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Russian massacre suspect’s homeland plagued by poverty, religious strife

TALLINN, Estonia (AP) — Four men have been charged with Moscow Theater Massacre Authorities have identified them as Tajikistan citizens, part of thousands of people who immigrate to Russia each year from the former Soviet Union’s poorest republic to seek a life on the margins.

In addition to extreme poverty, Tajikistan is rife with religious tensions. Hardline Islamists were one of the main forces opposing the government in the civil war of the 1990s that devastated the country.Militants claim responsibility for Moscow incident Massacre that killed 137 people A branch of the Islamic State group in neighboring Afghanistan has reportedly recruited heavily from Tajikistan.

Four suspects went on trial in a Moscow court on Sunday night. terrorism charges While in custody, they appeared to have been beaten or injured. One of them, wearing only a hospital gown, was wheeled onto a gurney.

Here’s a look at the people, militant groups and political history linked to the Moscow attacks:


The oldest defendant is 32-year-old Dalerdzhon Mirzoyev, who may have been living illegally in Russia. Photos showed him sitting in a glass cage in the courtroom with a black eye and a bruised face.

According to reports, Mirzoyev was granted a three-month residence permit in the city of Novosibirsk, but the permit has expired. In footage of the interrogation shared on Russian social media, he reportedly said he had recently stayed in a Moscow hotel with another suspect. He said he was married with four children, but it was unclear if he had a job.

Saidakrami Murodali Rachabalizoda, 30, is apparently unemployed. According to Russian news reports, he was registered as a Russian resident, but could not remember which city. When he appeared in court, Russian officials reportedly sawed off one of his ears.

Shamsidin Fariduni, 25, is apparently the most stable of the four suspects. He was registered in Krasnogorsk, a suburb of Moscow where the killings took place, and worked in a flooring factory. He reportedly told interrogators that he had been offered 500,000 rubles (approximately $5,425) to carry out the attack – the equivalent of 2.5 years’ average salary in Tajikistan.

Mukhammadsobir Fayzov, 19, appeared to be losing consciousness as he was brought into the courtroom on a gurney with a catheter inserted into his body and an injured or missing eye. He worked as an apprentice in a barber shop in a declining textile shop. Ivanovo factory, but reports say he quit the job in November.

Islamic tensions in Tajikistan

It is estimated that as many as 1.5 million Tajik immigrants have arrived in Russia, fleeing the poverty and unemployment that plague their landlocked, mountainous country. Tajikistan is rich in mineral resources, but the sector has been slow to develop due to lagging foreign investment and poor geographical data.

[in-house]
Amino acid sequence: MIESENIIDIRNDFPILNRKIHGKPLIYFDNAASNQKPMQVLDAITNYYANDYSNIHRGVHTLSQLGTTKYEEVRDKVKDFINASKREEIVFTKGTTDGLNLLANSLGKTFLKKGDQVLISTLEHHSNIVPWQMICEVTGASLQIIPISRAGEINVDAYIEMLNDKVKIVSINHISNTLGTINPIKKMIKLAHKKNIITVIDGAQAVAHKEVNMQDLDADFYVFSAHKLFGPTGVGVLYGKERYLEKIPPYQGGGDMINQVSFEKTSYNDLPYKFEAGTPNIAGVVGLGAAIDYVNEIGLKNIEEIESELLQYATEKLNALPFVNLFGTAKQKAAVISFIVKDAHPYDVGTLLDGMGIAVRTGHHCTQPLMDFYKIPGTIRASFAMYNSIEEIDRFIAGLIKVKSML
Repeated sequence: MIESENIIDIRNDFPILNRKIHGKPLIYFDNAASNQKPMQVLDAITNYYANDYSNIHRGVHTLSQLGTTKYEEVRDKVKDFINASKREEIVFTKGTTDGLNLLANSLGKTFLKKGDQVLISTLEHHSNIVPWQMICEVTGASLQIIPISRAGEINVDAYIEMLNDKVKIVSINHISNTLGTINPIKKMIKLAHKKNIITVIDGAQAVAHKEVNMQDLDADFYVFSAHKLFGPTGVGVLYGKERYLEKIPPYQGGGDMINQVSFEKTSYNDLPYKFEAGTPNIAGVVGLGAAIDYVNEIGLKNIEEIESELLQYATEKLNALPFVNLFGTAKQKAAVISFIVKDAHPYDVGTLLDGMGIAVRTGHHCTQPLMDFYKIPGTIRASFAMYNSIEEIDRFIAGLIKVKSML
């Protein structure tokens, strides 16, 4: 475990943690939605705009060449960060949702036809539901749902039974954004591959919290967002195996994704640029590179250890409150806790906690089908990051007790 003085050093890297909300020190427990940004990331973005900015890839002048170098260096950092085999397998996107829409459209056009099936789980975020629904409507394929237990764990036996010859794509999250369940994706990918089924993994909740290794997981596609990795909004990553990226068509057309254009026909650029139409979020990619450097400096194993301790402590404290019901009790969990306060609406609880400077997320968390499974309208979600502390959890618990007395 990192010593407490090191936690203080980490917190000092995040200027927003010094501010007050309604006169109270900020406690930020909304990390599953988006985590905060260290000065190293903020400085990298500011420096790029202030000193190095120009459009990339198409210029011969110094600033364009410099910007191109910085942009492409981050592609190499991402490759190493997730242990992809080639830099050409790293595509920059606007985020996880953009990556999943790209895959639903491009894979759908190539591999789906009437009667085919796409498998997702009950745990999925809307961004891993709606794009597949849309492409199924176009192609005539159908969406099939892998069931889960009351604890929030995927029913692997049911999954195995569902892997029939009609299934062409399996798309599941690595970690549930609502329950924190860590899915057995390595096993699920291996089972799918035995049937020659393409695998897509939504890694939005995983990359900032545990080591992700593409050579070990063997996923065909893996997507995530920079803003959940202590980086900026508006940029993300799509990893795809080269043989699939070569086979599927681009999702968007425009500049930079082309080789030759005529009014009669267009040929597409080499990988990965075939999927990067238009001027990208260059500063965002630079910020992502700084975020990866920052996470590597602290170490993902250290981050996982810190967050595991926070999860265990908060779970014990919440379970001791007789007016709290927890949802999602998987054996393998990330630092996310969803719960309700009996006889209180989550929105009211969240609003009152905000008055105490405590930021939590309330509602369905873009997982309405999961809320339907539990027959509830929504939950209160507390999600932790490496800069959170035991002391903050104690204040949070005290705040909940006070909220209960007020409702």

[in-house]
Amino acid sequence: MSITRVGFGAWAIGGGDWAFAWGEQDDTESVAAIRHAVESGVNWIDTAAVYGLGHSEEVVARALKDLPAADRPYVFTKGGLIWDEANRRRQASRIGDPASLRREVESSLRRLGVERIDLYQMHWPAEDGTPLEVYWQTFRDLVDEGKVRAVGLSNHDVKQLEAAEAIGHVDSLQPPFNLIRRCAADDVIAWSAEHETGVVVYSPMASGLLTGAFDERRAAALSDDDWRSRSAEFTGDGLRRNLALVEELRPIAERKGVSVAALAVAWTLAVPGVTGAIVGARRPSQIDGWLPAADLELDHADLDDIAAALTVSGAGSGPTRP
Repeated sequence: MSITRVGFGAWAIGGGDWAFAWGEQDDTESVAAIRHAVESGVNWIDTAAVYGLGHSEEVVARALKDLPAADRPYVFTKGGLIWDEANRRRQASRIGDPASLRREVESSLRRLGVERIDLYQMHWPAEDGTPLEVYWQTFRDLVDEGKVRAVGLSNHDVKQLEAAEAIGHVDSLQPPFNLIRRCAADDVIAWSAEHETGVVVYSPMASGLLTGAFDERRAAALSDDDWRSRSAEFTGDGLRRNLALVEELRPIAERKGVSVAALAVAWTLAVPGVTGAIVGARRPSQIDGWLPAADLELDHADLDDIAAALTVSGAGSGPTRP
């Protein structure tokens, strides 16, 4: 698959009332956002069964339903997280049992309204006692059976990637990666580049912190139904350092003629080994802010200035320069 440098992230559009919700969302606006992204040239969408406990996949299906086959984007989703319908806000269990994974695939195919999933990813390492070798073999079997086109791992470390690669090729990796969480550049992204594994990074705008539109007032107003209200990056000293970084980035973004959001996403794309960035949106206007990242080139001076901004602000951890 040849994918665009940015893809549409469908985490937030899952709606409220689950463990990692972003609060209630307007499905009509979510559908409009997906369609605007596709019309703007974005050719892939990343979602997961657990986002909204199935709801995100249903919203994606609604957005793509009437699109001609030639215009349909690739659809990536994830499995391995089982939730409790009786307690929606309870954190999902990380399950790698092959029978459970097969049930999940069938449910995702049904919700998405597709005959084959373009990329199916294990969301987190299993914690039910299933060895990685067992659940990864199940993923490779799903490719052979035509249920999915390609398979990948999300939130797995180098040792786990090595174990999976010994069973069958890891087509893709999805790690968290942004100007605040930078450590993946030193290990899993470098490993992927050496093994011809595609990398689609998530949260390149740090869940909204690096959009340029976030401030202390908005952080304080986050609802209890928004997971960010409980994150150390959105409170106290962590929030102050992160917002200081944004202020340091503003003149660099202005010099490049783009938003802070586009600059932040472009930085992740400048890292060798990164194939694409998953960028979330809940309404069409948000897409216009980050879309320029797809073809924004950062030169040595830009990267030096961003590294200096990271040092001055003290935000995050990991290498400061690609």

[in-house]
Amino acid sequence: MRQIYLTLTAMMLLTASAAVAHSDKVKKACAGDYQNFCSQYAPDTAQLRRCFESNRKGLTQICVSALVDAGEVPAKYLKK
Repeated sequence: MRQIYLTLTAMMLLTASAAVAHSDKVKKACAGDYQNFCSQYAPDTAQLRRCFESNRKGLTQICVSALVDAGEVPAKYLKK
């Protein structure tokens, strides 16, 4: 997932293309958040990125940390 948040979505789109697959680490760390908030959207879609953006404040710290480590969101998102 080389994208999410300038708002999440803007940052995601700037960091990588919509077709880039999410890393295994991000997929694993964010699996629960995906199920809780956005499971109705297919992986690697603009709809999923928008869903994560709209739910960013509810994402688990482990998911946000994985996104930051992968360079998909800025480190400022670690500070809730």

Although the country’s nearly 10 million people are overwhelmingly Muslim, tensions related to Islam remain.

Islamists were the main opponents during the 1992-97 civil war in which the government killed up to 150,000 people and devastated the economy. After the war, Tajik President Emomali Rahmon took steps to significantly restrict religious freedom.

The government limited the number of mosques that could be built, banned women and children under 18 from attending mosques, and banned outdoor religious education for children. Critics say the restrictions encourage people to turn to underground and radical Muslim sects online.

Tajikistan has yet to make any official statement regarding the arrest of the four men suspected of being involved in the attack. But the Tajik government press service quoted Rakhmon as telling Russian President Vladimir Putin in a phone call that “terrorists have neither a nationality nor a homeland nor a country”. religion. “

Islamic State and Russia

Most of the attacks linked to Islamic extremists that have plagued Russia over the past quarter-century have been carried out by Chechen separatists, such as the 2004 Beslan school hijacking that killed more than 300 people, or have been blamed on them, e.g. The 1999 apartment bombing that sparked the second attack. Russian-Chechen war.

But attacks that began in 2015 were either responsible for or blamed on the Islamic State group. The group opposes Russian intervention in Syria as Moscow seeks to turn the tide in favor of President Bashar Assad’s forces.

After the Islamic State declared a caliphate in Syria and much of Iraq in June 2014, thousands of men and women from around the world joined the extremist organization, including thousands from the former Soviet Union, hundreds of whom The name comes from Tajikistan.

One of the most prominent figures to join the Islamic State is Gurmurod Khalimov, a former Tajik special forces officer who defected to join the Islamic State in Syria in 2015. In 2017, the Russian military said Khalimov was killed in a Russian airstrike in Syria.

IS claimed responsibility for the 2015 bombing of a Russian airliner returning tourists from the Egyptian resort of Sharm el-Sheikh. Two years later, it claimed to be behind a suicide bombing on a St. Petersburg subway train that killed 15 people.

Two weeks before the Moscow theater massacre, Russian officials said they had eliminated members of the Islamic State group who planned to attack synagogues. Earlier this month, there were reports of the killing of six Islamic State militants in the Ingushetia region adjacent to Chechnya.


Bassem Mroue in Beirut, Lebanon, contributed to this report.

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